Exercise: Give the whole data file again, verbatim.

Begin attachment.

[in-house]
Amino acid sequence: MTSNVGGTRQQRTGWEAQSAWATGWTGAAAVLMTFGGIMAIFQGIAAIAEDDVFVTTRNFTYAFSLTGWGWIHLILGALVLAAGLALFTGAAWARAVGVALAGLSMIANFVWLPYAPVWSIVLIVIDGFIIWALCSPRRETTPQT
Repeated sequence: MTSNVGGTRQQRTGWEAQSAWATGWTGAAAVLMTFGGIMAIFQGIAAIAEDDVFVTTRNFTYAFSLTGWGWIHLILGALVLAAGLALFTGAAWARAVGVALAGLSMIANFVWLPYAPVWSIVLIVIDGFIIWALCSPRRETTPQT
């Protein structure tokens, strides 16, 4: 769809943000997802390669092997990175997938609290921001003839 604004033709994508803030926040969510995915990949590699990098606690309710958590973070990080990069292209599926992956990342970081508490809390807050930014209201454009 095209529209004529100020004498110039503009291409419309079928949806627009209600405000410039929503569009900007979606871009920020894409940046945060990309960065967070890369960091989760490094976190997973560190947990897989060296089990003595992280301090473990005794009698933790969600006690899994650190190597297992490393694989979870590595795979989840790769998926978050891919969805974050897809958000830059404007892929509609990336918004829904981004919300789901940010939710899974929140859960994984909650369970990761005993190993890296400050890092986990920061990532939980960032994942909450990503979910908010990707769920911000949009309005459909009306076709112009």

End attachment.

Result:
[in-house]
Amino acid sequence: MTSNVGGTRQQRTGWEAQSAWATGWTGAAAVLMTFGGIMAIFQGIAAIAEDDVFVTTRNFTYAFSLTGWGWIHLILGALVLAAGLALFTGAAWARAVGVALAGLSMIANFVWLPYAPVWSIVLIVIDGFIIWALCSPRRETTPQT
Repeated sequence: MTSNVGGTRQQRTGWEAQSAWATGWTGAAAVLMTFGGIMAIFQGIAAIAEDDVFVTTRNFTYAFSLTGWGWIHLILGALVLAAGLALFTGAAWARAVGVALAGLSMIANFVWLPYAPVWSIVLIVIDGFIIWALCSPRRETTPQT
């Protein structure tokens, strides 16, 4: 769809943000997802390669092997990175997938609290921001003839 604004033709994508803030926040969510995915990949590699990098606690309710958590973070990080990069292209599926992956990342970081508490809390807050930014209201454009 095209529209004529100020004498110039503009291409419309079928949806627009209600405000410039929503569009900007979606871009920020894409940046945060990309960065967070890369960091989760490094976190997973560190947990897989060296089990003595992280301090473990005794009698933790969600006690899994650190190597297992490393694989979870590595795979989840790769998926978050891919969805974050897809958000830059404007892929509609990336918004829904981004919300789901940010939710899974929140859960994984909650369970990761005993190993890296400050890092986990920061990532939980960032994942909450990503979910908010990707769920911000949009309005459909009306076709112009």